Food Additives in Soda ‘Poisonous’, Rules Judge in Nigeria

Those consumers who have followed our blog for the past decade or have read our book based on an exhaustive review of hundreds of scientific studies, consumer reports and clinical trials on the most commonly used food chemicals, are familiar with the potential problems associated with benzoic acid / sodium benozate (commonly used as a preservative in processed foods) and synthetic food dyes such as Sunset Yellow (Yellow Dye 6).  (See our summary papers here and here, our book, and the Food Additive to Avoid Listing [FATAL] for more info)  Apparently a judge in Nigeria has also familiarized himself with these scientific findings because the court has just ruled that at least two food chemicals contained in the Coca-Cola produced sodas “Sprite” and “Fanta” are dangerous enough to warrant consumer warnings on the product labels.

Of course even if the U.S. had judges who familiarized themselves with the scientific research findings about the potential dangers of commonly used synthetic and industrialized food additives we would never see such bold action taken as requiring consumer warning labels on products containing questionable additives.  That is because Big Food plays such a pivotal role in helping to prop up key U.S. entities including politicians (through campaign contributions), mainstream media (by way of providing major advertising dollars), and investors (ongoing handsome profits). And that does not even count the billions and billions of dollars both Big Food and Big Chemical throw at lobbying efforts every year to influence those in power in both the legislative and regulatory branches.

So while U.S. consumers who want to avoid potential health problems are left to their own devices, fortunately Nigerian consumers (who, like U.S. consumers, face mounting public health problems) can now make educated choices about the potential risks linked with at least two of the chemicals of concern commonly used in processed foods.  It remains to be seen whether Coca-Cola’s lobbying powers with politicians and regulatory bodies will prove to be as strong in Nigeria as they are here in the U.S.


 

Nigerians boycott Coca-Cola drinks after court rules them ‘poisonous’

CNN World Report

A Lagos Nigeria High Court judge, who ruled that the Coca-Cola products could be “poisonous.”…

The court held that high levels of benzoic acid and sunset additives in the popular soft drinks could pose a health risk to consumers when mixed with ascorbic acid, commonly known as vitamin C…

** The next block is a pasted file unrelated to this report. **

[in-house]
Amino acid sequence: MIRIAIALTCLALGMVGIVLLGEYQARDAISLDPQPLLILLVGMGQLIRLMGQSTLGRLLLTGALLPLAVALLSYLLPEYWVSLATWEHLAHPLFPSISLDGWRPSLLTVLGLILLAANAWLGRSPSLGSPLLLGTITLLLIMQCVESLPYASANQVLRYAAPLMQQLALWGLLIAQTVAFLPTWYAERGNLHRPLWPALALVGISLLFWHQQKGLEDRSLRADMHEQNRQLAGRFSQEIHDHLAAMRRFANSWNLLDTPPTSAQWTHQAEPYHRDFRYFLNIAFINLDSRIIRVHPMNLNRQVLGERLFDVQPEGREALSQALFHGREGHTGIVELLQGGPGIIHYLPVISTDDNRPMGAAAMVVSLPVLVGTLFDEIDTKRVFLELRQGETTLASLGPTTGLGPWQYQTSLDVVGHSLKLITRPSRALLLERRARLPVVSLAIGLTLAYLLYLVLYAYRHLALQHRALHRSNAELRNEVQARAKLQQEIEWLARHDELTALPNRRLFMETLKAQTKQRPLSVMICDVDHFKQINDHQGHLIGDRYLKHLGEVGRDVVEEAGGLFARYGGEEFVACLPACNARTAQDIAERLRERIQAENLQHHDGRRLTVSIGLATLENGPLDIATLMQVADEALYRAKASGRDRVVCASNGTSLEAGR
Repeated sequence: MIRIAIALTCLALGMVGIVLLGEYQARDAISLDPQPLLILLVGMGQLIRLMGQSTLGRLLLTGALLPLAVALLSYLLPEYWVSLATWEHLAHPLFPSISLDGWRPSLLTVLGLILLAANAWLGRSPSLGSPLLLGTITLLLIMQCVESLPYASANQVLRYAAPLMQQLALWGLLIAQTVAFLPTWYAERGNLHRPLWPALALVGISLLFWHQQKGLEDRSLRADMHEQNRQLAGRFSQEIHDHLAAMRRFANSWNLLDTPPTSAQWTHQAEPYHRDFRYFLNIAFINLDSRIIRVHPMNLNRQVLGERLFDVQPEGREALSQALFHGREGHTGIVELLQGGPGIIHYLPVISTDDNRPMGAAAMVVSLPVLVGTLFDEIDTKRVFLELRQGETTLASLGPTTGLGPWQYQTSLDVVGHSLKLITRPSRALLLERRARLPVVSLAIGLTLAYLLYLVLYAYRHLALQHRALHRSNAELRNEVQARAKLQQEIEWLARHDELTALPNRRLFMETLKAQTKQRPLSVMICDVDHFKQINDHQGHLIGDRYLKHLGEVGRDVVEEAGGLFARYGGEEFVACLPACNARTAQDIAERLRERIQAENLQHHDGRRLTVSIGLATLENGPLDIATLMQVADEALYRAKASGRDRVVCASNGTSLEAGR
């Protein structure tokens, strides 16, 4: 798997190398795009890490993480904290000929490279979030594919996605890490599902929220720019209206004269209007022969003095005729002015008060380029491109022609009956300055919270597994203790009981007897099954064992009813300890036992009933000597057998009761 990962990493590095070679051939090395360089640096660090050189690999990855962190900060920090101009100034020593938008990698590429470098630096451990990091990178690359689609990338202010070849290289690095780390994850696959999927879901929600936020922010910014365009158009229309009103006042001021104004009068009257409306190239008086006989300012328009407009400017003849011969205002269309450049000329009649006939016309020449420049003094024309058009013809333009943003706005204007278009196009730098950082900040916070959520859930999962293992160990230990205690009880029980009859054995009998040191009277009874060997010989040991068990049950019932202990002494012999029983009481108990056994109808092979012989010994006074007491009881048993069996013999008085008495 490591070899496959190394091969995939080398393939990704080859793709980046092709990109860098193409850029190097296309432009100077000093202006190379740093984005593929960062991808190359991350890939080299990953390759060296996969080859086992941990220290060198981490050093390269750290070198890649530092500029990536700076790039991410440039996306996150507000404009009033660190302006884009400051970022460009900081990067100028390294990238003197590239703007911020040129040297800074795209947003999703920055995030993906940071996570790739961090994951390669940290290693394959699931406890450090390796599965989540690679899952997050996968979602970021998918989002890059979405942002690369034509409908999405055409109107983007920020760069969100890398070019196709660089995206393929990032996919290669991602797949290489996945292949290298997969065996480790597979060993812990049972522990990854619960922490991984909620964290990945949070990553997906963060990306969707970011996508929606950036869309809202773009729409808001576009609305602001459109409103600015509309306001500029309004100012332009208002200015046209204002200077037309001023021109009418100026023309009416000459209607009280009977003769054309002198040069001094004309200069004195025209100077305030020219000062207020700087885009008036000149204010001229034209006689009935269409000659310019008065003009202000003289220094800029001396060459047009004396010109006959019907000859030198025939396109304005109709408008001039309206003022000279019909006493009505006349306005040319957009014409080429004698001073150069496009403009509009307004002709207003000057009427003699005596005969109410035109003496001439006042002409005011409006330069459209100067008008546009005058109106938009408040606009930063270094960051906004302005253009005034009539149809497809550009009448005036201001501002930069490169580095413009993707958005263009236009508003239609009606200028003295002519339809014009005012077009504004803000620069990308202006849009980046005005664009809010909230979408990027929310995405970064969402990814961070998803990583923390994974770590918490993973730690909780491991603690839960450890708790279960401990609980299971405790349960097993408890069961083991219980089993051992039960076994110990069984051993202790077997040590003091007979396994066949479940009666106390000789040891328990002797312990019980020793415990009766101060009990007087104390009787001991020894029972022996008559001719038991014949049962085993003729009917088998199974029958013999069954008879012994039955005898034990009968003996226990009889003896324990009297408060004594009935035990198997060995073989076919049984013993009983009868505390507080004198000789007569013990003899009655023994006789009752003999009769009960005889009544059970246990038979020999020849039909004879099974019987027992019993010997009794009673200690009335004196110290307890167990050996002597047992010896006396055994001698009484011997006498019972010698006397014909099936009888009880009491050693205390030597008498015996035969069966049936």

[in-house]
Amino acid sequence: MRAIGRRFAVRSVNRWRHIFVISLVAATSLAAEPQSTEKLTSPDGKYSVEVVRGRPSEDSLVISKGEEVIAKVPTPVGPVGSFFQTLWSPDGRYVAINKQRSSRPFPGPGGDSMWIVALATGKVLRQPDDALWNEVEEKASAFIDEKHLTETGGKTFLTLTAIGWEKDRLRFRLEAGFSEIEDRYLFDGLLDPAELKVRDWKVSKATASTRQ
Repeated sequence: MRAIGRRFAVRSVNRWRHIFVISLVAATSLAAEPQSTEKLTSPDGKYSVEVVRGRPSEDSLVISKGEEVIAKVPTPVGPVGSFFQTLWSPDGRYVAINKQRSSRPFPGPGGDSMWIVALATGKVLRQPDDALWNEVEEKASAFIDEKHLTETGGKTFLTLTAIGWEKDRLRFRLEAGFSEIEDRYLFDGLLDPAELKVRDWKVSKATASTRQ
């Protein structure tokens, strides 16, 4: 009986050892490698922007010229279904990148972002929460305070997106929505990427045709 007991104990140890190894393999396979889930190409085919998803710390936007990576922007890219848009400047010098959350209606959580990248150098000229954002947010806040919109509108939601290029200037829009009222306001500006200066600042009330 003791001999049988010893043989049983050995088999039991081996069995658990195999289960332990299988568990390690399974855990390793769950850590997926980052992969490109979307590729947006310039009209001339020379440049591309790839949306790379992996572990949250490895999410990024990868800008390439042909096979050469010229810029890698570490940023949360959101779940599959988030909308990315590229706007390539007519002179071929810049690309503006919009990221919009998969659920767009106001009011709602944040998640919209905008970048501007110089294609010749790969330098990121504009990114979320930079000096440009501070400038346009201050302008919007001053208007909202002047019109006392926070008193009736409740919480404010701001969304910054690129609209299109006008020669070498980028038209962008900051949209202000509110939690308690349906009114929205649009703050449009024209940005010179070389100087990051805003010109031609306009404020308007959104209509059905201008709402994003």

Justice Adedayo Oyebanji ordered the Nigerian Bottling Company (NBC) to place written warnings on Fanta and Sprite bottles against drinking them with vitamin C…

 

Backstory

The incendiary judgment followed a lawsuit brought against regulator NAFDAC and the NBC — a member of Coca-Cola Hellenic group which bottles Coca-Cola products in Nigeria — by Lagos businessman Dr. Emmanuel Fijabi Adebo.

The claimant’s company, Fijabi Adebo Holdings Limited, attempted to export Coca-Cola products to the United Kingdom for retail in February 2007. But authorities in the UK seized and subsequently destroyed a shipment, because the products contained excessive levels of sunset yellow and benzoic acid. The latter substance can form the carcinogen benzene when combined with ascorbic acid, according to the US Food and Drug Administration (FDA).

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Consumer backlash

Attempts to downplay the controversy are unlikely to succeed, at least in the short term, as alarm spreads among consumers. Nigeria’s Consumer Protection Council (CPC) has opened its own investigation.
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“(The council) is extremely concerned about the questions that have arisen from, and on account of this judgement,” said Director General, Mrs Dupe Atoki. “Fanta, Sprite and Coca Cola have arguably and consistently been the most widely consumed beverages in Nigeria. The spectrum of consumption is also perhaps the widest, with consumption starting as early as age four and far into adult years.”
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Since the verdict was made public, some citizens are choosing to stop drinking Coca-Cola products, with others calling for a boycott.
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